Two points I would like to make regarding Mr. Rodricks' column ("To monitor farm pollution, use drones," Mar. 24).
First, I generally agree that the governor and the legislature should stay out of the University of Maryland Law Clinic's business, but when the law clinic goes so far afield and acts in direct contravention to their stated mission, someone needs to hold them accountable. Their dean certainly isn't going to, nor is their Board of Visitors. Consider this: a core commitment of the law school's mission statement is, "The pursuit of justice through improving legal delivery systems and serving those who have been disadvantaged by the legal system or denied access to it."
The law clinic's client was the Waterkeeper Alliance, which was founded and is led by Robert Kennedy Jr. According to its annual report, its fiscal 2012 revenues were $4.6 million, and expenses were $3.4 million; that is a $1.2 million profit for one year (and they are a non-profit). Waterkeeper Alliance routinely, as a matter of practice, and as a means to achieve its goals, institutes lawsuits across the country.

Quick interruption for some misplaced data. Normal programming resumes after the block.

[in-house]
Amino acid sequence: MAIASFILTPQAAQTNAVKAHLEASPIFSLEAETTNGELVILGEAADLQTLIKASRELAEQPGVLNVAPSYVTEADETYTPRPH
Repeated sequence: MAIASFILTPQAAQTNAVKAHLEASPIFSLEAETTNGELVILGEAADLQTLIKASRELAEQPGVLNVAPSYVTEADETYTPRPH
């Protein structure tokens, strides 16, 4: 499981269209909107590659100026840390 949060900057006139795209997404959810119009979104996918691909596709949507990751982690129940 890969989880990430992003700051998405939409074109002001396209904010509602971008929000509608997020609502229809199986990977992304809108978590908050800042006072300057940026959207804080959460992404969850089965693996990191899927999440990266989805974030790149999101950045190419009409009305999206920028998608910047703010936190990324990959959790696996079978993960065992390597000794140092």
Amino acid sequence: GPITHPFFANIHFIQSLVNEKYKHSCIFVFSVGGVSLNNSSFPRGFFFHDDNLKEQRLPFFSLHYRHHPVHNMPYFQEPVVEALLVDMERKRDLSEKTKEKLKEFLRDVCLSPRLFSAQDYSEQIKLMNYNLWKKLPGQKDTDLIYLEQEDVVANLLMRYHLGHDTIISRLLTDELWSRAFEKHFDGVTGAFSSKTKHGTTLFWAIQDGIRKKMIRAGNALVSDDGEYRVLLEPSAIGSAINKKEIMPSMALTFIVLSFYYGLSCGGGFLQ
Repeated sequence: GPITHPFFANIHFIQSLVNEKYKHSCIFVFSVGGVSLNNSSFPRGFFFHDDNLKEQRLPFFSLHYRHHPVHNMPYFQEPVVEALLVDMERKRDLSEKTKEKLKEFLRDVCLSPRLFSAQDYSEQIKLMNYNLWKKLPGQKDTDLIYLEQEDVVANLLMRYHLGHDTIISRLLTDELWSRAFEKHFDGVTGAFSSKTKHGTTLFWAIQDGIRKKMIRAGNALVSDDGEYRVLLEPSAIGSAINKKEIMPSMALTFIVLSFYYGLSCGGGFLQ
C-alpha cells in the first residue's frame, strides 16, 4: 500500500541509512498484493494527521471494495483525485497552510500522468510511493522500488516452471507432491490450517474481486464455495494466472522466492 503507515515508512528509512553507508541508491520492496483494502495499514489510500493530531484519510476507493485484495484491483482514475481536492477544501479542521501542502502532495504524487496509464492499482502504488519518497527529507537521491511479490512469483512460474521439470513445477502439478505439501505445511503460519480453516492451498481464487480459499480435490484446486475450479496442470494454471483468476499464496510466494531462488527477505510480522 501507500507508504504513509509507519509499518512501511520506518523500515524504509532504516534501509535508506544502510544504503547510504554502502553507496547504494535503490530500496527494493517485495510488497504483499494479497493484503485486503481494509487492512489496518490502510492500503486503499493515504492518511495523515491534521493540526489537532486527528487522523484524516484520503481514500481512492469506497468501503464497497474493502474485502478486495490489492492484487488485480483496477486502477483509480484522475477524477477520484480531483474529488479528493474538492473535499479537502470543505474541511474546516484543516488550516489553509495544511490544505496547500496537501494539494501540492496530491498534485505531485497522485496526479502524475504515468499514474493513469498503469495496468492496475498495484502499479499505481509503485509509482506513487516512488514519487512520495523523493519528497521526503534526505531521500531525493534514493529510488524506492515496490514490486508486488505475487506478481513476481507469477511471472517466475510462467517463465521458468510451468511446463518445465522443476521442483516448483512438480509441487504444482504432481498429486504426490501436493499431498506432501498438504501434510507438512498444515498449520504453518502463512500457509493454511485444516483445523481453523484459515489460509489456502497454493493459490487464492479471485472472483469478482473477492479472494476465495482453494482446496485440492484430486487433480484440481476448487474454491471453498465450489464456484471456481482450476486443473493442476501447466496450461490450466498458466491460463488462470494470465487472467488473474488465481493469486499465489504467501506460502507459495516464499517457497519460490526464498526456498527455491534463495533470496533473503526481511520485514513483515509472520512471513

Indeed, are they the type of client who has been disadvantaged by the legal system? Or denied access to it? Why should Maryland taxpayers provide funding for the litigation exploits of this group? Or of any group for that matter? If the law clinic represented the tea party for instance, I hardly think you would be defending them.
Second, the underlying assumption of your article is that Eastern Shore chicken farming does in fact pollute the Chesapeake Bay. That may or may not be true, I don't know. What I do know is that Waterkeeper Alliance had the perfect, hand-picked opportunity to prove it. They had nationally recognized environmental law professors and hundreds of thousands of hours of legal work at their disposal, provided at no cost to them (but at a cost to you and me), and they did not prove it. Why not?
Gillis GreenCopyright © 2015, The Baltimore Sun